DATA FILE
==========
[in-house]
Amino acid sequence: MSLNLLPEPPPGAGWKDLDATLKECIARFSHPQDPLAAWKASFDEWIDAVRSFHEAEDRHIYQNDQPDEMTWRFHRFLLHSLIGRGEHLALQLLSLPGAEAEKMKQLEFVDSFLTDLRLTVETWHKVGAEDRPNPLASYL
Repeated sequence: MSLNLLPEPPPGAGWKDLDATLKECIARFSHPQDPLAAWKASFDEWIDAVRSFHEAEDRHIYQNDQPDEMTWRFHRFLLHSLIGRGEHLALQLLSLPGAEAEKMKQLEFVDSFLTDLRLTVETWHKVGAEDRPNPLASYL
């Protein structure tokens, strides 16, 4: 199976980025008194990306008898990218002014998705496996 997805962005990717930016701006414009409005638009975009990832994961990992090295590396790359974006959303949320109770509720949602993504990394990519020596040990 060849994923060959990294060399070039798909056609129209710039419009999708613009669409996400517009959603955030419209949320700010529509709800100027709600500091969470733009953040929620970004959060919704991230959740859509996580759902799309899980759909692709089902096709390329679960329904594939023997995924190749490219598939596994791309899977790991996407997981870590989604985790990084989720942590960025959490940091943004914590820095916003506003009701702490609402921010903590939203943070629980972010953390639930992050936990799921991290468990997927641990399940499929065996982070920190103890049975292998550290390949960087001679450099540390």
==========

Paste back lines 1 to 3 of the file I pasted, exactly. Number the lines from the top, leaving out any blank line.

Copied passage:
[in-house]
Amino acid sequence: MSLNLLPEPPPGAGWKDLDATLKECIARFSHPQDPLAAWKASFDEWIDAVRSFHEAEDRHIYQNDQPDEMTWRFHRFLLHSLIGRGEHLALQLLSLPGAEAEKMKQLEFVDSFLTDLRLTVETWHKVGAEDRPNPLASYL
Repeated sequence: MSLNLLPEPPPGAGWKDLDATLKECIARFSHPQDPLAAWKASFDEWIDAVRSFHEAEDRHIYQNDQPDEMTWRFHRFLLHSLIGRGEHLALQLLSLPGAEAEKMKQLEFVDSFLTDLRLTVETWHKVGAEDRPNPLASYL